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Heislerville Wildlife Management Area

Site Description

  • State: New Jersey
  • County: Cumberland
  • Ownership: State

Impoundments

  • Heislerville Main Pool: 55 acres
  • Heislerville North Impoundment: 131 acres
  • Heislerville South Impoundment: 119 acres
  • Heislerville West: 5 acres

Ecology and Management

There may be no better spring shorebirding spot in NJ than at the Heislerville impoundment.”
-(Elia 2009)

Over 400 bird species have been reported from the Heislerville impoundments.

Heislerville Wildlife Management Area is a state-owned refuge along the Delaware Bayshore in rural Cumberland County, New Jersey. Four contiguous impoundments occur there near the mouth of the Maurice River. The Heislerville impoundments are known among birders as a superb site to see large concentrations of shorebirds, especially when area mudflats are covered by high tides. This is a primary reason it is considered a priority site within the Delaware Bayshore Important Bird Area by New Jersey Audubon. The impoundments are also considered a ‘focal area’ among east coast sites monitored as part of the International Shorebird Survey (ISS; Chan and Schulte 2008). Delaware Bay as a whole is considered an area of hemispheric importance in the Western Hemisphere Shorebird Reserve Network (WHSRN) as it hosts an estimated 500,000 shorebirds annually. The Heislerville impoundments are well birded. Over 400 eBird checklists have been submitted specifically from the impoundments and over 1,700 from Heislerville WMA as a whole. Over 200 species have been reported, including max counts of 8,000 Short-billed Dowitcher and 7,000 Semipalmated Sandpiper. One source indicates that it can serve as an important high-tide roost site for up to 50,000 individual shorebirds, mainly “peeps” (ALS 2012). A long-term research program studying Semipalmated Sandpiper migration at the site is run by scientists at New Jersey Audubon.

The history of the impoundments is unclear, but the three larger units had new water control structures installed in 2004 by Ducks Unlimited and partners (Kessler 2004). The press release states they were “restored through the installation of state-of-the-art water control structures that will allow for maximizing water level management capability. In turn, this will provide optimal feeding and resting opportunities for waterfowl, shorebirds, wading birds, and endangered Bald Eagles during critical times.” Management of the impoundments is performed by New Jersey Department of Environmental Protection (NJDEP) staff. Water levels in the main pool are dropped for northbound and southbound shorebird migration and raised again in the fall. Other pools may be kept full to allow fishing and crabbing activities.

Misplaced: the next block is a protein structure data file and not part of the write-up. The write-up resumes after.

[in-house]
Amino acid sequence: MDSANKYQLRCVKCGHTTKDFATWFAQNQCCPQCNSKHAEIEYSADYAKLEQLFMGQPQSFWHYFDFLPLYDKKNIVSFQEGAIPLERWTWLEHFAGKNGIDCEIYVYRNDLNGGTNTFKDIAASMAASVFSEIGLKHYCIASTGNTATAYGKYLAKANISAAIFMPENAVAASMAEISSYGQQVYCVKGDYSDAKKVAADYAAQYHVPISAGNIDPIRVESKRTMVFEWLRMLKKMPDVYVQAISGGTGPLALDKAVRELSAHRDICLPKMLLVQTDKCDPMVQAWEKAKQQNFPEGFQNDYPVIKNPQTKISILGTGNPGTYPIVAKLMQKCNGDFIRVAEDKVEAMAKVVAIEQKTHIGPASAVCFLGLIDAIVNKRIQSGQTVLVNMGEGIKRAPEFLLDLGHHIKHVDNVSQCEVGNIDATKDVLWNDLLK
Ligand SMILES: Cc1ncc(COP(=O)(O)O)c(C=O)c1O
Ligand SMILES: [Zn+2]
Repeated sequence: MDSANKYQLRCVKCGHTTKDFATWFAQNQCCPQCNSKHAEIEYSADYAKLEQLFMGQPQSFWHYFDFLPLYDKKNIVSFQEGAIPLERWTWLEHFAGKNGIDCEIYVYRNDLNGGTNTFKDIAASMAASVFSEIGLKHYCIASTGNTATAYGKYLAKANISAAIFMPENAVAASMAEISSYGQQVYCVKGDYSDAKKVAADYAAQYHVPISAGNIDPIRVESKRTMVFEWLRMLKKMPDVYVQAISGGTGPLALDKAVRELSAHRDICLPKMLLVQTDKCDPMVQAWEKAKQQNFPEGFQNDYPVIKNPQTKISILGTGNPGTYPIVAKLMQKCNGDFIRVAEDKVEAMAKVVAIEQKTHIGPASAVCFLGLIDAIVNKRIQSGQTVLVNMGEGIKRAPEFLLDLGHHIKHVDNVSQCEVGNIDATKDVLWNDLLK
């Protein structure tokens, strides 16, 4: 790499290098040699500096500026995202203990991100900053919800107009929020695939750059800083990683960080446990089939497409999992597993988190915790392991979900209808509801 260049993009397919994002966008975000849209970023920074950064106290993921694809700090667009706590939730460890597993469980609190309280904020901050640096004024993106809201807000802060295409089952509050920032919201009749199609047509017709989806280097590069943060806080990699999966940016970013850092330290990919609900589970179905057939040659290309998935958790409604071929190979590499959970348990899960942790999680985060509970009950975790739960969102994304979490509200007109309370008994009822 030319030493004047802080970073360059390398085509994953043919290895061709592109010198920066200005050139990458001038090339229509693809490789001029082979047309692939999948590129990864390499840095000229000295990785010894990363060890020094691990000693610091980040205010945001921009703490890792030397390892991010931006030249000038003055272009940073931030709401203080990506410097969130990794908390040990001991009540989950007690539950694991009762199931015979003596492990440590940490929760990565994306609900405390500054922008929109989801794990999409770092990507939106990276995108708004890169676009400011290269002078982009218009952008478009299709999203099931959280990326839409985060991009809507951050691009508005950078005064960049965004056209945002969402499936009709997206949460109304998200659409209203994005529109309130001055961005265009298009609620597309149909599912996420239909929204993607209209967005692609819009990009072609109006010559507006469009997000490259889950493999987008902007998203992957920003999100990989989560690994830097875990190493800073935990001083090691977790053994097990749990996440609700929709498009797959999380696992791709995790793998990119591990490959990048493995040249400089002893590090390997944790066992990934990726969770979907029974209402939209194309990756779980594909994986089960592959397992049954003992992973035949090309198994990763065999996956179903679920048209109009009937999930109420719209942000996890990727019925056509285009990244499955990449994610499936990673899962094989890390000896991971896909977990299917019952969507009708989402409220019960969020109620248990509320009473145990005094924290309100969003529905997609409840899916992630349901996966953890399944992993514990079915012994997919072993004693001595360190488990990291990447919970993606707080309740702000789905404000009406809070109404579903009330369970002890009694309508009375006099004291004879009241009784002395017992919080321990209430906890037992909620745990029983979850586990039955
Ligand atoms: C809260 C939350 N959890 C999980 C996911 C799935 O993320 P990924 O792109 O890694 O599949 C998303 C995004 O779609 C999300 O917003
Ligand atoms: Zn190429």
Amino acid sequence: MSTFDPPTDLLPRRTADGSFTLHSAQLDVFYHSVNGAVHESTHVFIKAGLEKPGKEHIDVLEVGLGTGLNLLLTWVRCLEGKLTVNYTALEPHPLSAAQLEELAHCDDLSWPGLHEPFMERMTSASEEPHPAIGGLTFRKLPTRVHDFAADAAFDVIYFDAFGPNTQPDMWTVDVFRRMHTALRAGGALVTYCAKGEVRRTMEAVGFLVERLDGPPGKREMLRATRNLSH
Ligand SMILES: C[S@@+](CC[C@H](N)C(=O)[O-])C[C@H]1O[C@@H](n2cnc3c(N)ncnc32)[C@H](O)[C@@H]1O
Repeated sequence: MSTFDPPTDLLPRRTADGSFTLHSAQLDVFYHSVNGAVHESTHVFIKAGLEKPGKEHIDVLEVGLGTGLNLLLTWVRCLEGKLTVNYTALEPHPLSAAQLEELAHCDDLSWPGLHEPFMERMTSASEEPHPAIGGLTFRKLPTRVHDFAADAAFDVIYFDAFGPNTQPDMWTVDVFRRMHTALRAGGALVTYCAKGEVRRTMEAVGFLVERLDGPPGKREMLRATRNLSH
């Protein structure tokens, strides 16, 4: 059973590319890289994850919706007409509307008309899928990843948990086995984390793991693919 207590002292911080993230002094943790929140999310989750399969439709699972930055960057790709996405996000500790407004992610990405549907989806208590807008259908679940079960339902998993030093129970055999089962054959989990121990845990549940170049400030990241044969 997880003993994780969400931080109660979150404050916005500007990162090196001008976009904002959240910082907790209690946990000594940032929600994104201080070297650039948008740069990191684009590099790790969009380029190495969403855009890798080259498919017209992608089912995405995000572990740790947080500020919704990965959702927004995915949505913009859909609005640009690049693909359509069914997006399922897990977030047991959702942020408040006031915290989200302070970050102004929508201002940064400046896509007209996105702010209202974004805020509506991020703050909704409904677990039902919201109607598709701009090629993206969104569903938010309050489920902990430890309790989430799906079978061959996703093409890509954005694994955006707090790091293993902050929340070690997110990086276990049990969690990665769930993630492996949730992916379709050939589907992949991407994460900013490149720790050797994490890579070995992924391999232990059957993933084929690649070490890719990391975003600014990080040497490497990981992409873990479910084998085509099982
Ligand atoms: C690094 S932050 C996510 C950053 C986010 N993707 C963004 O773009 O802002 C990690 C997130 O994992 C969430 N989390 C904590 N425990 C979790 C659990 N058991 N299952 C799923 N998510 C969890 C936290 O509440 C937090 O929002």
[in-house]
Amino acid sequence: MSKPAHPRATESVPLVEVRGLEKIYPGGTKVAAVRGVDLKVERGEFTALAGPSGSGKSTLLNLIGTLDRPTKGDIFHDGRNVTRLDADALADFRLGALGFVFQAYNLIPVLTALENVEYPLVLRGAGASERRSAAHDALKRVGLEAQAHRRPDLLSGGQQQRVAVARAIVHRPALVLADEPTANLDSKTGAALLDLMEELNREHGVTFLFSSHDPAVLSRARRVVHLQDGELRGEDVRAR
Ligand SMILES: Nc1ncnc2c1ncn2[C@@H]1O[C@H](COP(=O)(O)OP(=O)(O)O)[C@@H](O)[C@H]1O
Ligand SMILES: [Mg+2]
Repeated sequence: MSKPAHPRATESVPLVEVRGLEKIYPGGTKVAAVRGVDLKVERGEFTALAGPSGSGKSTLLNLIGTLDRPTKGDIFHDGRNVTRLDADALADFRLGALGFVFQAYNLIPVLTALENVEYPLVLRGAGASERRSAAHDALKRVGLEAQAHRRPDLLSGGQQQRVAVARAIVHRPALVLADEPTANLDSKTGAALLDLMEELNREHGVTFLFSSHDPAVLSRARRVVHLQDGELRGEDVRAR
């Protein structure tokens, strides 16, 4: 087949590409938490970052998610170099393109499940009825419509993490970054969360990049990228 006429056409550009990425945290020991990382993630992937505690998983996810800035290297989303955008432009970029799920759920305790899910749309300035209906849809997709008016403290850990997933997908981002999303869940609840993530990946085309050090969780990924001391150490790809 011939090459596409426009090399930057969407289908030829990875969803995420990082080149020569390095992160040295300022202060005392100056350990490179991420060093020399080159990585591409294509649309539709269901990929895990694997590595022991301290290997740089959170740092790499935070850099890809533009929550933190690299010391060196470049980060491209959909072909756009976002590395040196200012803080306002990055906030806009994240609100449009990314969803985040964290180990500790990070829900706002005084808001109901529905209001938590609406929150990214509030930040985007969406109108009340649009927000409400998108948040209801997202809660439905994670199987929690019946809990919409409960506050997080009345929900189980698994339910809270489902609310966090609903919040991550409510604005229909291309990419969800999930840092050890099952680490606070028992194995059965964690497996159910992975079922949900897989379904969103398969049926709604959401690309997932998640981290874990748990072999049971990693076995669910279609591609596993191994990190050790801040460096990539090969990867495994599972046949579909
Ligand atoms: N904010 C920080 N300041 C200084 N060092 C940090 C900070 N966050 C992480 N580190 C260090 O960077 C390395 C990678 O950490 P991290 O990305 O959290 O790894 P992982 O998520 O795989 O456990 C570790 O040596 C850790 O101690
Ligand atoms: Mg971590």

Vulnerability

The Heislerville impoundments were “decimated” during Hurricane Sandy in 2012 (ALS 2012). Overtopping from storm surge caused severe erosion and breaches in the dikes, with an estimated repair cost of approximately $100,000 (AFSBSPT 2013). These embankments are not especially high, averaging about 3-4 feet above the mean high water line. Their proximity to the bay make them vulnerable to sea level rise.

Human Value

The impoundments are frequented by birders, photographers, and fishermen. Their embankments may provide some protection to the buildings and businesses that lie directly behind them on Matt’s Landing Road.

Acknowledgements

We are grateful to Dave Golden and Jason Hearson (NJDEP DFW) for providing information used on this page.

Literature Resources

Below is a list of articles describing research occurring at or near the impoundments:
  • AFSBSPT [Atlantic Flyway Shorebird Business Strategy Planning Team]. Hurricane Sandy Rapid Assessment – Final Report. Manomet, MA: Manomet Center for Conservation Sciences; 2013.
  • ALS [American Litoral Society]. Assessing the impacts of Hurricane Sandy on coastal habitats. Highlands, New Jersey: American Littoral Society; 2012.
  • Bauers, S. 2013. Report finds $50M in post-Sandy bird habitat projects needed. Philadelphia Inquirer / Philly.com January 3, 2013:1.
  • Chan, S., and S. Shulte. A Plan for Monitoring Shorebirds During the Non-breeding Season in Bird Monitoring Region New Jersey – BCR 30. Manomet, Massachusetts: Manomet Center for Conservation Science; 2008.
  • Elia, V. 2009. Region 5, Waterfowl – Terns. New Jersey Birds 35:109-111.
  • Kessler, C. Ducks Unlimited and Partners Finish Wetland Restoration Project at Heislerville Wildlife Management Area. http://www.outdoorcentral.com/mc/pr/04/05/20b8.asp: Ducks Unlimited; 2004.
  • Sutton, C., and J. Dowdell. Wintering raptors and waterfowl on the Maurice River Cumberland County, NJ: A twenty-year summary of observed status and trends, 1987-2007. Millville, NJ: Citizens United to Protect the Maurice River and Its Tributaries; 2009.